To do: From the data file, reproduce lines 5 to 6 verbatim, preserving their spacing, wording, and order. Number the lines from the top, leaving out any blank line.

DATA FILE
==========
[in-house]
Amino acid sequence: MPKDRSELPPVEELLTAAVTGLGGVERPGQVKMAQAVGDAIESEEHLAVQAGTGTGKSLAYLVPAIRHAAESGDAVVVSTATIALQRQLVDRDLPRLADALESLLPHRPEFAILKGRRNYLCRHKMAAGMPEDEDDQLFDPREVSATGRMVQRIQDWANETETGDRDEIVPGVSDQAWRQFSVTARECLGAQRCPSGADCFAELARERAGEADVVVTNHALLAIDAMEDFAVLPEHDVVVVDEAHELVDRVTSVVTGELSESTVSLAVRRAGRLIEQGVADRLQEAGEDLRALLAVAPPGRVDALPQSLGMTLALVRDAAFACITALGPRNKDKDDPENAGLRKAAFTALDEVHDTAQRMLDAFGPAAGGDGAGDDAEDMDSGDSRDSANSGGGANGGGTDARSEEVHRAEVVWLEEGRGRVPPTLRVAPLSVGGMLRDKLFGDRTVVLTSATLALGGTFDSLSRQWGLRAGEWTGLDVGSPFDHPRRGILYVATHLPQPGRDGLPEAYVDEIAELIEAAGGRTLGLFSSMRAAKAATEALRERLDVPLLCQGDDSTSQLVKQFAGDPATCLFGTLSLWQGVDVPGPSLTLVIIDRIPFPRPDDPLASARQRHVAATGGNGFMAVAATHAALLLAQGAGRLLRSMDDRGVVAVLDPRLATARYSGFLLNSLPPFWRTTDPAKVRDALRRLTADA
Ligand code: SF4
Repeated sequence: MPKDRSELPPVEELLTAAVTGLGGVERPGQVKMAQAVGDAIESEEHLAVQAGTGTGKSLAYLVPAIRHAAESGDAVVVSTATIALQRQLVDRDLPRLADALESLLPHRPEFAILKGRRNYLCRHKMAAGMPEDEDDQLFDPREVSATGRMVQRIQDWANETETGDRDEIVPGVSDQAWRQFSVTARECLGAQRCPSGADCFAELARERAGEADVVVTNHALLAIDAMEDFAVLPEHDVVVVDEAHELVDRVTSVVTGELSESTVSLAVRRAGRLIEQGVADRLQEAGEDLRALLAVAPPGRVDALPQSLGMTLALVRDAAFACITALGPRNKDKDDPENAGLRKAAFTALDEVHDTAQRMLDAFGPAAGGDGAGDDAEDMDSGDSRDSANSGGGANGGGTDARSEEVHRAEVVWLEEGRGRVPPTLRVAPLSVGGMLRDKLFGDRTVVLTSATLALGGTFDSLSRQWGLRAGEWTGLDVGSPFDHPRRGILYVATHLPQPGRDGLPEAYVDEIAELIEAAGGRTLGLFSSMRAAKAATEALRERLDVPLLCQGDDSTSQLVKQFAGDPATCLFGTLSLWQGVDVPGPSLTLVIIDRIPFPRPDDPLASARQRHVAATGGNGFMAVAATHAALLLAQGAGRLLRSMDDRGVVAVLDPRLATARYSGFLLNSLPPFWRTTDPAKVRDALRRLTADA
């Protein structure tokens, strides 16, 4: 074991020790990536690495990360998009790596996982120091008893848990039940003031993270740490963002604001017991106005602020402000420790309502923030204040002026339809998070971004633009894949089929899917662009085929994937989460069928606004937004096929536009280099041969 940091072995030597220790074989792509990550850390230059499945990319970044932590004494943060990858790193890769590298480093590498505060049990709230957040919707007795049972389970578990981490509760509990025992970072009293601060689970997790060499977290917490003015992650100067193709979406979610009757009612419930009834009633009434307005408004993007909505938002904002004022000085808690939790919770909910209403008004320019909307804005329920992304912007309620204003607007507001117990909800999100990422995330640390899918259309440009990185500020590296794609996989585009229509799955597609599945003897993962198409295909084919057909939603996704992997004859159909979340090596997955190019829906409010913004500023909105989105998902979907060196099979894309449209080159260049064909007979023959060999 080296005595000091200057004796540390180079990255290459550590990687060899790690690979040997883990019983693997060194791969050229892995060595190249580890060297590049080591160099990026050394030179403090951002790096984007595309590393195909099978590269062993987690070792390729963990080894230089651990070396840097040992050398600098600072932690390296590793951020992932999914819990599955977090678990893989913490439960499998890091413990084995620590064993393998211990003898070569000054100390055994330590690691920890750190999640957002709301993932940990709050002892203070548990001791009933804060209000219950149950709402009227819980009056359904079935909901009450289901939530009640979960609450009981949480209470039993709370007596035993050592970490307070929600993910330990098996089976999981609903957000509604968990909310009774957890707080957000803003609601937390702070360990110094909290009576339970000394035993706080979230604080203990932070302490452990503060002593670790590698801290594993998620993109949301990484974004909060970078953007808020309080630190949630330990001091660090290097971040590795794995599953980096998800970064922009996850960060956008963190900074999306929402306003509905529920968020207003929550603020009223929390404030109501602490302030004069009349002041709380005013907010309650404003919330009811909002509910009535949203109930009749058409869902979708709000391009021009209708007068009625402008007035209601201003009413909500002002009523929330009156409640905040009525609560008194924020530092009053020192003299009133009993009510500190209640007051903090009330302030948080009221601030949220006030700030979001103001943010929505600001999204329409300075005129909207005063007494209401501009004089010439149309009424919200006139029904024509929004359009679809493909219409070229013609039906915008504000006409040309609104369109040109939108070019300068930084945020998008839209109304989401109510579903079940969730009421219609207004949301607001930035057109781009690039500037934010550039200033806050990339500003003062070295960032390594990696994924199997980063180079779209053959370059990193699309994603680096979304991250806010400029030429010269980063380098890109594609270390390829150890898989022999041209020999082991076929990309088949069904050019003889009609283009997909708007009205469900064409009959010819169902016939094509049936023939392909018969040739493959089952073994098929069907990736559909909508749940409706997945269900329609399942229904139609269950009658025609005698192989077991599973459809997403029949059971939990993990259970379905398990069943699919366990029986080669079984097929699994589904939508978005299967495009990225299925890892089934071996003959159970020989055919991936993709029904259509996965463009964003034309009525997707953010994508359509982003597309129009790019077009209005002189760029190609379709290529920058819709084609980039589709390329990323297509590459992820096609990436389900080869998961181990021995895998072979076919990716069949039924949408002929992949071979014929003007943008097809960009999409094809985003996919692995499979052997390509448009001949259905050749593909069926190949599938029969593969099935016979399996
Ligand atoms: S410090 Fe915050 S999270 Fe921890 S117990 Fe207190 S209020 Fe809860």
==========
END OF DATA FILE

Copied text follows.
């Protein structure tokens, strides 16, 4: 074991020790990536690495990360998009790596996982120091008893848990039940003031993270740490963002604001017991106005602020402000420790309502923030204040002026339809998070971004633009894949089929899917662009085929994937989460069928606004937004096929536009280099041969 940091072995030597220790074989792509990550850390230059499945990319970044932590004494943060990858790193890769590298480093590498505060049990709230957040919707007795049972389970578990981490509760509990025992970072009293601060689970997790060499977290917490003015992650100067193709979406979610009757009612419930009834009633009434307005408004993007909505938002904002004022000085808690939790919770909910209403008004320019909307804005329920992304912007309620204003607007507001117990909800999100990422995330640390899918259309440009990185500020590296794609996989585009229509799955597609599945003897993962198409295909084919057909939603996704992997004859159909979340090596997955190019829906409010913004500023909105989105998902979907060196099979894309449209080159260049064909007979023959060999 080296005595000091200057004796540390180079990255290459550590990687060899790690690979040997883990019983693997060194791969050229892995060595190249580890060297590049080591160099990026050394030179403090951002790096984007595309590393195909099978590269062993987690070792390729963990080894230089651990070396840097040992050398600098600072932690390296590793951020992932999914819990599955977090678990893989913490439960499998890091413990084995620590064993393998211990003898070569000054100390055994330590690691920890750190999640957002709301993932940990709050002892203070548990001791009933804060209000219950149950709402009227819980009056359904079935909901009450289901939530009640979960609450009981949480209470039993709370007596035993050592970490307070929600993910330990098996089976999981609903957000509604968990909310009774957890707080957000803003609601937390702070360990110094909290009576339970000394035993706080979230604080203990932070302490452990503060002593670790590698801290594993998620993109949301990484974004909060970078953007808020309080630190949630330990001091660090290097971040590795794995599953980096998800970064922009996850960060956008963190900074999306929402306003509905529920968020207003929550603020009223929390404030109501602490302030004069009349002041709380005013907010309650404003919330009811909002509910009535949203109930009749058409869902979708709000391009021009209708007068009625402008007035209601201003009413909500002002009523929330009156409640905040009525609560008194924020530092009053020192003299009133009993009510500190209640007051903090009330302030948080009221601030949220006030700030979001103001943010929505600001999204329409300075005129909207005063007494209401501009004089010439149309009424919200006139029904024509929004359009679809493909219409070229013609039906915008504000006409040309609104369109040109939108070019300068930084945020998008839209109304989401109510579903079940969730009421219609207004949301607001930035057109781009690039500037934010550039200033806050990339500003003062070295960032390594990696994924199997980063180079779209053959370059990193699309994603680096979304991250806010400029030429010269980063380098890109594609270390390829150890898989022999041209020999082991076929990309088949069904050019003889009609283009997909708007009205469900064409009959010819169902016939094509049936023939392909018969040739493959089952073994098929069907990736559909909508749940409706997945269900329609399942229904139609269950009658025609005698192989077991599973459809997403029949059971939990993990259970379905398990069943699919366990029986080669079984097929699994589904939508978005299967495009990225299925890892089934071996003959159970020989055919991936993709029904259509996965463009964003034309009525997707953010994508359509982003597309129009790019077009209005002189760029190609379709290529920058819709084609980039589709390329990323297509590459992820096609990436389900080869998961181990021995895998072979076919990716069949039924949408002929992949071979014929003007943008097809960009999409094809985003996919692995499979052997390509448009001949259905050749593909069926190949599938029969593969099935016979399996
Ligand atoms: S410090 Fe915050 S999270 Fe921890 S117990 Fe207190 S209020 Fe809860």